Jamaica Urges UN to Renew Commitment to Reducing World Poverty


Jamaica has called on member states of the United Nations (UN) to review and renew their commitment to reducing global poverty and human degradation by 2015, by focusing more on human development.
Minister of Foreign Affairs and Foreign Trade, Dr. Kenneth Baugh, in his maiden address at the opening of the 62nd session of the United Nations General Assembly (UNGA) at the UN Headquarters in New York on Tuesday (Oct. 2), challenged the world body to live up to its obligations for development, in order to effect real change in the lives of the millions of impoverished people around the world.
“We cannot escape the fact that we live in a world characterized by high levels of underdevelopment and social degradation, a world where too many people live in dehumanizing poverty,” Dr. Baugh stated, noting that to date, commitments have not been matched by the desired implementation of the targets for meeting basic human needs, human security and sustainable development.
“It is clear that much more needs to be done if we are to achieve the development targets in the Millennium Development Goals (MDGs) by 2015,” he added.
Minister Baugh pointed out that with half of the timetable for the achievement of the MDGs already expired, it is imperative that the UN move beyond the simple reiteration of principles and translate commitments into action, while calling for broad-based support from developed country partners on such sensitive issues as greater market access, debt relief, private capital flows, technological transfers and improved global economic governance.
Stating that there has not been much discernable change to the global situation over the past year, the Foreign Minister urged greater focus on the “strategic objectives and vision” of maintaining international peace and security, the development of friendly relations among nations, the achievement of international cooperation in economic, social, cultural and humanitarian fields, and the promotion of human rights and fundamental freedoms.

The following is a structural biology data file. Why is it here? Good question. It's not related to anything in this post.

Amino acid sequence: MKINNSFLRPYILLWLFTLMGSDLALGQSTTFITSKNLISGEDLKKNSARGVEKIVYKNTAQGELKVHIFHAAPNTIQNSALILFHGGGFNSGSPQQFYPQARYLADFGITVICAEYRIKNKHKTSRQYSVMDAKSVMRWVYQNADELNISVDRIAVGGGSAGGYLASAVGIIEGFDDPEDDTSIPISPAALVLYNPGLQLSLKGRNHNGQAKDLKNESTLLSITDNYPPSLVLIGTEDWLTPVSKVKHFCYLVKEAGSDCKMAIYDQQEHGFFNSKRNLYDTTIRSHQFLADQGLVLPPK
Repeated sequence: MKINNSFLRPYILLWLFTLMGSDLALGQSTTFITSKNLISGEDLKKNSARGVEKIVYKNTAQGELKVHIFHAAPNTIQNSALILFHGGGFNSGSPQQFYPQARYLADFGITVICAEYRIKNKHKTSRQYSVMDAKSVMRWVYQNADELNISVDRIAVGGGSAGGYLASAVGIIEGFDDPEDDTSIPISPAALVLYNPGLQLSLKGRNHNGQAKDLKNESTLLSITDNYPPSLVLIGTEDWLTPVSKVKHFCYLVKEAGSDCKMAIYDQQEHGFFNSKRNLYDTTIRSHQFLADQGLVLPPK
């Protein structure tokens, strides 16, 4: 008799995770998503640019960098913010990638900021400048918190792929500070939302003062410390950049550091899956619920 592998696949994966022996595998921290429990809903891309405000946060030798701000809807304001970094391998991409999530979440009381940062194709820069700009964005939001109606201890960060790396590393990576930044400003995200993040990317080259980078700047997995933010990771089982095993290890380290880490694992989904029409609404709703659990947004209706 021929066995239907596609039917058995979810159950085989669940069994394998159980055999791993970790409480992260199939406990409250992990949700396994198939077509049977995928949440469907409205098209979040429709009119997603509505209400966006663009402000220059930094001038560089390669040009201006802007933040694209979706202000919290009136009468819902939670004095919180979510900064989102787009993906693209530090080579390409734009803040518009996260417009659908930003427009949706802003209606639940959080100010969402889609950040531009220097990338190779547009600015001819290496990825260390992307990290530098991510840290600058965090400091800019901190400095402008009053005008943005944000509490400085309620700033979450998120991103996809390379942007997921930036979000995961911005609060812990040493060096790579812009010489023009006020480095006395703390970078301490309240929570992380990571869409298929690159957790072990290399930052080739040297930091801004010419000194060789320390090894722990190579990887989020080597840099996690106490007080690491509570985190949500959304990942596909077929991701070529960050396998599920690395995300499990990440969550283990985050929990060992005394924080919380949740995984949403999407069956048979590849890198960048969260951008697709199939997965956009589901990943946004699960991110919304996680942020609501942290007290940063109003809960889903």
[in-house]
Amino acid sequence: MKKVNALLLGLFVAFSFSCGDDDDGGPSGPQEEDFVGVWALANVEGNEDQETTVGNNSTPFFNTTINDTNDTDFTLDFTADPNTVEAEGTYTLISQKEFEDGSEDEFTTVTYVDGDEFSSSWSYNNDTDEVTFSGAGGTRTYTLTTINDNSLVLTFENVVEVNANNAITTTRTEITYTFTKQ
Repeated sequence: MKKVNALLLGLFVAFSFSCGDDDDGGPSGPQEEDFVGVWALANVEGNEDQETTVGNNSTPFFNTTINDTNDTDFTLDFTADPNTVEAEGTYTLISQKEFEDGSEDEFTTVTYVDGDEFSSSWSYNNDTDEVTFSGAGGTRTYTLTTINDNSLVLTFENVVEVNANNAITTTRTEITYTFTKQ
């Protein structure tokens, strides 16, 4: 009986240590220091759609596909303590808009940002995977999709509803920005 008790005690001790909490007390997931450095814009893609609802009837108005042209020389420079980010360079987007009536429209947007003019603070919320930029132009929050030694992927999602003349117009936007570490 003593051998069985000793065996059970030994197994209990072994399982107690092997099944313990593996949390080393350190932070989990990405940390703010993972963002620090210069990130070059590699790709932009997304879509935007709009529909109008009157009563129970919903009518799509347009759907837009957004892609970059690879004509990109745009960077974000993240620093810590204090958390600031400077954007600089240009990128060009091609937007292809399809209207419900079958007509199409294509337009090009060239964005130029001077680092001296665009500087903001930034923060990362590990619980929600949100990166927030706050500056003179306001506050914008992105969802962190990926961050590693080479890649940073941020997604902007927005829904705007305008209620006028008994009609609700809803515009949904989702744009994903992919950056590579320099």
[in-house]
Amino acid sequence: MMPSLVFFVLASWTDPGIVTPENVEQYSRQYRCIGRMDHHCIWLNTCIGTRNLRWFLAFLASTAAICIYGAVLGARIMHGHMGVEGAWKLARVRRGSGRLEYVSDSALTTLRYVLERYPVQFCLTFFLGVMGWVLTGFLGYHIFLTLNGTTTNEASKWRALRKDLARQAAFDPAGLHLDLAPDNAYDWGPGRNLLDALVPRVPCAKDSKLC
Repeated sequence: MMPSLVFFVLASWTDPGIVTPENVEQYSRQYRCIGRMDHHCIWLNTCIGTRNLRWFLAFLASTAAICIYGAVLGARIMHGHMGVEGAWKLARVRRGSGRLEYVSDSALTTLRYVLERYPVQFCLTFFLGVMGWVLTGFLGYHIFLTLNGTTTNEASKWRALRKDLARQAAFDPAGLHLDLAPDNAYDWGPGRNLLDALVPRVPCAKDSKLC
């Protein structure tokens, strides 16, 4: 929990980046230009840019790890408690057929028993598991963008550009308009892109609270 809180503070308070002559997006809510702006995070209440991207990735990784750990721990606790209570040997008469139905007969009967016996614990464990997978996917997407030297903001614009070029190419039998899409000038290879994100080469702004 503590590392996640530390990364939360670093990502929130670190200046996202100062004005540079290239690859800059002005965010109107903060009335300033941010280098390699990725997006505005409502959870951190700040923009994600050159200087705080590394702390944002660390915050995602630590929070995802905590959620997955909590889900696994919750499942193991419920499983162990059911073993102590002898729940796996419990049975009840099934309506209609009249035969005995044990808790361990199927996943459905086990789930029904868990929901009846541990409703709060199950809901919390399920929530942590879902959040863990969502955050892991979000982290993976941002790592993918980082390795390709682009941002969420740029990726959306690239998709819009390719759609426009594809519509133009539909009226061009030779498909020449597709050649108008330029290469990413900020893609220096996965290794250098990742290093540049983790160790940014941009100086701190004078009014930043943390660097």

He said against the complexities of the times, no nation can address these challenges and threats entirely on their own and must out of necessity, focus on sustained collective action and global cooperation to identify and shape a common vision and agreed objectives, going forward.
Dr. Baugh in a wide-ranging address, underlined Jamaica’s support for the implementation of a global response to climate change and combating global warming beyond 2012, when the Kyoto Protocol expires. He also urged the international community to do more for the Caribbean Community (CARICOM) and the Small Island Developing States (SIDS), which are now all too familiar with the frequency and intensity of natural disasters, which threaten the sustainable development agenda and the very existence of those member states.
On human rights, the Foreign Minister said that Jamaica was honoured to assume the chairmanship of the Third Committee, charged with the responsibility for the preservation and protection of human rights globally.
Minister Baugh also expressed gratitude on behalf of Jamaica and the CARICOM group, to member states that have so far contributed to the Permanent Memorial Account for the erection of a permanent memorial in the halls of the UN, to honour the victims of the Trans-Atlantic Slave Trade and Slavery.
Earlier this year, Jamaica played a pivotal role in engaging the international community and civil society in marking the 200th Anniversary of the Abolition of the Trans-Atlantic Slave Trade at the Special Commemorative Meeting of the UNGA.
Turning to the reform of the UN, Dr. Baugh said that change without compromise of the core provisions of the Charter, is essential.
“Let us not falter in our obligation to ensure that the organization not only remains responsive to the vast array of concerns and demands of its diverse membership but that it is able to do so without compromising the noble ideals and principles on which it was founded,” he stated.
Jamaica’s delegation to the opening of the 62nd session of the UNGA included Ambassador Raymond Wolfe, Jamaica’s Permanent Representative to the UN; Ambassador Vilma McNish, Under Secretary for Multilateral Affairs in the Ministry of Foreign Affairs; and Angella V. Hamilton-Brown, Deputy Ambassador to the UN.

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